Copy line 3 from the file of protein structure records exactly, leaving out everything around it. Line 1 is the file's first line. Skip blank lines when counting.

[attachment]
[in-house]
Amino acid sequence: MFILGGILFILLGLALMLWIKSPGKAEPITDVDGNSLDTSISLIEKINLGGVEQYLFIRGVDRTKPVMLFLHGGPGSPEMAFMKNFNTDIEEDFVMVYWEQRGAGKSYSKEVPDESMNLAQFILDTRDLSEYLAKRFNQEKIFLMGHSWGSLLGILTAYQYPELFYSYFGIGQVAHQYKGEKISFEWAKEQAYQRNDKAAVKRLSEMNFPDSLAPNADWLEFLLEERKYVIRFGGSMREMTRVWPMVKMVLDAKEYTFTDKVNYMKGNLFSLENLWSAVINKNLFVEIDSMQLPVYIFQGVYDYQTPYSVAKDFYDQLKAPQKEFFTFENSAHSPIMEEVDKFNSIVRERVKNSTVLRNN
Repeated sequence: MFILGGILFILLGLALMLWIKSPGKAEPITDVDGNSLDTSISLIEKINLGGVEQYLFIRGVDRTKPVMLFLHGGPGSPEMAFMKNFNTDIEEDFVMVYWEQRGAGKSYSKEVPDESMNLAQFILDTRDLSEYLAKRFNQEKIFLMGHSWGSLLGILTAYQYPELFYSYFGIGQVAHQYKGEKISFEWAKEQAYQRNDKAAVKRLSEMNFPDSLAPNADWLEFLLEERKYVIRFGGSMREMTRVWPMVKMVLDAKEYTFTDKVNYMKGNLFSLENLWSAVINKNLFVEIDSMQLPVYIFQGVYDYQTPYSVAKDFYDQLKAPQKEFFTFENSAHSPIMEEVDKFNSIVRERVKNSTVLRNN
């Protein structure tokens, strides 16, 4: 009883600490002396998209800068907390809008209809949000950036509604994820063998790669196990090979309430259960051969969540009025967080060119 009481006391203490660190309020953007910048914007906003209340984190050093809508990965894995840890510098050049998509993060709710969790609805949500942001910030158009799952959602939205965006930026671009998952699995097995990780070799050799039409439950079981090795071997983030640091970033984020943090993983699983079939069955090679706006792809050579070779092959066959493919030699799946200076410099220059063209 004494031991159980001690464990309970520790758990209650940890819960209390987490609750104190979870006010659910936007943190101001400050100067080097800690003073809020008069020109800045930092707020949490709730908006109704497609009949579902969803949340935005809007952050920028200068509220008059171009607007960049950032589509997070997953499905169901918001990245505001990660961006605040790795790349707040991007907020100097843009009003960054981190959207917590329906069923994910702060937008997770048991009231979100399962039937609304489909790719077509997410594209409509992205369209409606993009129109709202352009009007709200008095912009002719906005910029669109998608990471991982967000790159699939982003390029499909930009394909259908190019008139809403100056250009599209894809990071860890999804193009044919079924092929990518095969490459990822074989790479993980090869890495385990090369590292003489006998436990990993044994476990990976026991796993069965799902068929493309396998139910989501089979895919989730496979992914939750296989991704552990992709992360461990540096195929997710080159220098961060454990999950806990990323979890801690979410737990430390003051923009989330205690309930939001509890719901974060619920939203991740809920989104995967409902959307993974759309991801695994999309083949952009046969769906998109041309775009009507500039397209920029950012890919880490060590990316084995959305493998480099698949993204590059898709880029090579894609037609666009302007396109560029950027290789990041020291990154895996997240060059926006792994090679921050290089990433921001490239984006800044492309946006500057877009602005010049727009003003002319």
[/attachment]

Repeated sequence: MFILGGILFILLGLALMLWIKSPGKAEPITDVDGNSLDTSISLIEKINLGGVEQYLFIRGVDRTKPVMLFLHGGPGSPEMAFMKNFNTDIEEDFVMVYWEQRGAGKSYSKEVPDESMNLAQFILDTRDLSEYLAKRFNQEKIFLMGHSWGSLLGILTAYQYPELFYSYFGIGQVAHQYKGEKISFEWAKEQAYQRNDKAAVKRLSEMNFPDSLAPNADWLEFLLEERKYVIRFGGSMREMTRVWPMVKMVLDAKEYTFTDKVNYMKGNLFSLENLWSAVINKNLFVEIDSMQLPVYIFQGVYDYQTPYSVAKDFYDQLKAPQKEFFTFENSAHSPIMEEVDKFNSIVRERVKNSTVLRNN